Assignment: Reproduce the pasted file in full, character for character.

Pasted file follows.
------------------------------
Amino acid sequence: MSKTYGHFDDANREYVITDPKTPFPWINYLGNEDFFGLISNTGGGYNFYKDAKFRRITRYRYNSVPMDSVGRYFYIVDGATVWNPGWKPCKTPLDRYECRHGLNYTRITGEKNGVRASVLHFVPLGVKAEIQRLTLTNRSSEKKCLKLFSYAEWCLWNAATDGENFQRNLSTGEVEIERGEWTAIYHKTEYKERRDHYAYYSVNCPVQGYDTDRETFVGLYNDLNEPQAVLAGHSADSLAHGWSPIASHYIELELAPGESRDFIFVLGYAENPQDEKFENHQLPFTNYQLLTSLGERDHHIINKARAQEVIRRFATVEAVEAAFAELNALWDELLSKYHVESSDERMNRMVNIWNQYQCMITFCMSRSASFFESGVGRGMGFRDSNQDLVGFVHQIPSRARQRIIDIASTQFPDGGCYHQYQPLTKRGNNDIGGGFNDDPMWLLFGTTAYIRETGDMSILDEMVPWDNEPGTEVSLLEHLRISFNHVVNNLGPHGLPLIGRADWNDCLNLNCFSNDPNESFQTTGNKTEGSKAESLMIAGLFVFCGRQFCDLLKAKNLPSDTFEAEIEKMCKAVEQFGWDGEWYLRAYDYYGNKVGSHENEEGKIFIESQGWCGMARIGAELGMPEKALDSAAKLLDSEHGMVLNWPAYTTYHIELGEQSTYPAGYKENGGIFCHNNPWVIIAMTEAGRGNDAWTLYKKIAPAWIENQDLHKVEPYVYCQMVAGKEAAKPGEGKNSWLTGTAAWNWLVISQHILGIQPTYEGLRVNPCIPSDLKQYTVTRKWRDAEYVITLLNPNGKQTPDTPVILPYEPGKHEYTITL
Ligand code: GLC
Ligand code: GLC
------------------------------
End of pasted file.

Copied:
Amino acid sequence: MSKTYGHFDDANREYVITDPKTPFPWINYLGNEDFFGLISNTGGGYNFYKDAKFRRITRYRYNSVPMDSVGRYFYIVDGATVWNPGWKPCKTPLDRYECRHGLNYTRITGEKNGVRASVLHFVPLGVKAEIQRLTLTNRSSEKKCLKLFSYAEWCLWNAATDGENFQRNLSTGEVEIERGEWTAIYHKTEYKERRDHYAYYSVNCPVQGYDTDRETFVGLYNDLNEPQAVLAGHSADSLAHGWSPIASHYIELELAPGESRDFIFVLGYAENPQDEKFENHQLPFTNYQLLTSLGERDHHIINKARAQEVIRRFATVEAVEAAFAELNALWDELLSKYHVESSDERMNRMVNIWNQYQCMITFCMSRSASFFESGVGRGMGFRDSNQDLVGFVHQIPSRARQRIIDIASTQFPDGGCYHQYQPLTKRGNNDIGGGFNDDPMWLLFGTTAYIRETGDMSILDEMVPWDNEPGTEVSLLEHLRISFNHVVNNLGPHGLPLIGRADWNDCLNLNCFSNDPNESFQTTGNKTEGSKAESLMIAGLFVFCGRQFCDLLKAKNLPSDTFEAEIEKMCKAVEQFGWDGEWYLRAYDYYGNKVGSHENEEGKIFIESQGWCGMARIGAELGMPEKALDSAAKLLDSEHGMVLNWPAYTTYHIELGEQSTYPAGYKENGGIFCHNNPWVIIAMTEAGRGNDAWTLYKKIAPAWIENQDLHKVEPYVYCQMVAGKEAAKPGEGKNSWLTGTAAWNWLVISQHILGIQPTYEGLRVNPCIPSDLKQYTVTRKWRDAEYVITLLNPNGKQTPDTPVILPYEPGKHEYTITL
Ligand code: GLC
Ligand code: GLC